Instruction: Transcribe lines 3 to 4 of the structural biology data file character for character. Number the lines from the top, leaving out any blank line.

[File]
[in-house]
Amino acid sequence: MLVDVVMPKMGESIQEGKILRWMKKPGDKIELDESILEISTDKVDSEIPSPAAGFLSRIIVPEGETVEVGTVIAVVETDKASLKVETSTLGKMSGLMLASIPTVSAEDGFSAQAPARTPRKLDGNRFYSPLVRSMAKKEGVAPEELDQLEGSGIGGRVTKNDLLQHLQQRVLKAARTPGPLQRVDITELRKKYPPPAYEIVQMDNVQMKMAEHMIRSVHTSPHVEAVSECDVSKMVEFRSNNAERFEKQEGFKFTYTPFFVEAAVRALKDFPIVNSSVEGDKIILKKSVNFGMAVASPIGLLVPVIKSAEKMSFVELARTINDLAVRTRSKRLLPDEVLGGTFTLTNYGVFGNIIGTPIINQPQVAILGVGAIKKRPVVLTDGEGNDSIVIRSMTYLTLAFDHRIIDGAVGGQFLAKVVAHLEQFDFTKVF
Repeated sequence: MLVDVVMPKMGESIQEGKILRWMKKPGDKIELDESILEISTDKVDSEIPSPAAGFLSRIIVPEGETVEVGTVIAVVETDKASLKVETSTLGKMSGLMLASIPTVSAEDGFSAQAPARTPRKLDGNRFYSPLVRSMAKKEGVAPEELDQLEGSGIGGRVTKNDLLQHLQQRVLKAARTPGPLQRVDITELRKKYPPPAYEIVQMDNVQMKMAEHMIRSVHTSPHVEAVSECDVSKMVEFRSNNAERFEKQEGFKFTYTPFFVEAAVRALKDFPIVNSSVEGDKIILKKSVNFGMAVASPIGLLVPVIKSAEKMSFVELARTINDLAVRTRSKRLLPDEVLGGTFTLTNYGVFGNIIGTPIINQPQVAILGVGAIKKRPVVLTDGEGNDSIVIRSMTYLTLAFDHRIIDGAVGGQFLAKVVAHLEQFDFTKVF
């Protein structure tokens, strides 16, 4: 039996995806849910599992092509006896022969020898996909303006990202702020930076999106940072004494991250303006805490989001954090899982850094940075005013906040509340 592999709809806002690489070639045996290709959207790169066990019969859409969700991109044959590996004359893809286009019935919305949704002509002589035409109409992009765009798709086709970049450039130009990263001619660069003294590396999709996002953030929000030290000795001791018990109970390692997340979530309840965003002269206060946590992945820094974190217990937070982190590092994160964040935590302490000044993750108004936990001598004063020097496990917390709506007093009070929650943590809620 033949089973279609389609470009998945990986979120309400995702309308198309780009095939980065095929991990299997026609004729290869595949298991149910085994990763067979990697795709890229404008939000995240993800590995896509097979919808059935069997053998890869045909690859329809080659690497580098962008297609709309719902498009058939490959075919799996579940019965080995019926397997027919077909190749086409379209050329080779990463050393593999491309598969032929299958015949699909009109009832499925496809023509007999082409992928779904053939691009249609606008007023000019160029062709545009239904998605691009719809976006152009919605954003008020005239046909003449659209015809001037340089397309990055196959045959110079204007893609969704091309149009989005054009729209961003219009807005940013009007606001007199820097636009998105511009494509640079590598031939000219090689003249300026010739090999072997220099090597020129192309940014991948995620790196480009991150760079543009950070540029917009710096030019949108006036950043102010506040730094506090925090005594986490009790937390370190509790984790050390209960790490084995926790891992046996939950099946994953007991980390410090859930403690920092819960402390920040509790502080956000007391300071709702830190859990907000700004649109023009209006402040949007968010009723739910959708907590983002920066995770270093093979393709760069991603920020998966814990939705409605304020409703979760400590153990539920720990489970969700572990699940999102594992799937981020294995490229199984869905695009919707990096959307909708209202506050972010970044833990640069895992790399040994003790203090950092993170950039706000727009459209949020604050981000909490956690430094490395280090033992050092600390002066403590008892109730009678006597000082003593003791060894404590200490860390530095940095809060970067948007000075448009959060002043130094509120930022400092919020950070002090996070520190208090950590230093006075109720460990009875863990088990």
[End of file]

Repeated sequence: MLVDVVMPKMGESIQEGKILRWMKKPGDKIELDESILEISTDKVDSEIPSPAAGFLSRIIVPEGETVEVGTVIAVVETDKASLKVETSTLGKMSGLMLASIPTVSAEDGFSAQAPARTPRKLDGNRFYSPLVRSMAKKEGVAPEELDQLEGSGIGGRVTKNDLLQHLQQRVLKAARTPGPLQRVDITELRKKYPPPAYEIVQMDNVQMKMAEHMIRSVHTSPHVEAVSECDVSKMVEFRSNNAERFEKQEGFKFTYTPFFVEAAVRALKDFPIVNSSVEGDKIILKKSVNFGMAVASPIGLLVPVIKSAEKMSFVELARTINDLAVRTRSKRLLPDEVLGGTFTLTNYGVFGNIIGTPIINQPQVAILGVGAIKKRPVVLTDGEGNDSIVIRSMTYLTLAFDHRIIDGAVGGQFLAKVVAHLEQFDFTKVF
């Protein structure tokens, strides 16, 4: 039996995806849910599992092509006896022969020898996909303006990202702020930076999106940072004494991250303006805490989001954090899982850094940075005013906040509340 592999709809806002690489070639045996290709959207790169066990019969859409969700991109044959590996004359893809286009019935919305949704002509002589035409109409992009765009798709086709970049450039130009990263001619660069003294590396999709996002953030929000030290000795001791018990109970390692997340979530309840965003002269206060946590992945820094974190217990937070982190590092994160964040935590302490000044993750108004936990001598004063020097496990917390709506007093009070929650943590809620 033949089973279609389609470009998945990986979120309400995702309308198309780009095939980065095929991990299997026609004729290869595949298991149910085994990763067979990697795709890229404008939000995240993800590995896509097979919808059935069997053998890869045909690859329809080659690497580098962008297609709309719902498009058939490959075919799996579940019965080995019926397997027919077909190749086409379209050329080779990463050393593999491309598969032929299958015949699909009109009832499925496809023509007999082409992928779904053939691009249609606008007023000019160029062709545009239904998605691009719809976006152009919605954003008020005239046909003449659209015809001037340089397309990055196959045959110079204007893609969704091309149009989005054009729209961003219009807005940013009007606001007199820097636009998105511009494509640079590598031939000219090689003249300026010739090999072997220099090597020129192309940014991948995620790196480009991150760079543009950070540029917009710096030019949108006036950043102010506040730094506090925090005594986490009790937390370190509790984790050390209960790490084995926790891992046996939950099946994953007991980390410090859930403690920092819960402390920040509790502080956000007391300071709702830190859990907000700004649109023009209006402040949007968010009723739910959708907590983002920066995770270093093979393709760069991603920020998966814990939705409605304020409703979760400590153990539920720990489970969700572990699940999102594992799937981020294995490229199984869905695009919707990096959307909708209202506050972010970044833990640069895992790399040994003790203090950092993170950039706000727009459209949020604050981000909490956690430094490395280090033992050092600390002066403590008892109730009678006597000082003593003791060894404590200490860390530095940095809060970067948007000075448009959060002043130094509120930022400092919020950070002090996070520190208090950590230093006075109720460990009875863990088990």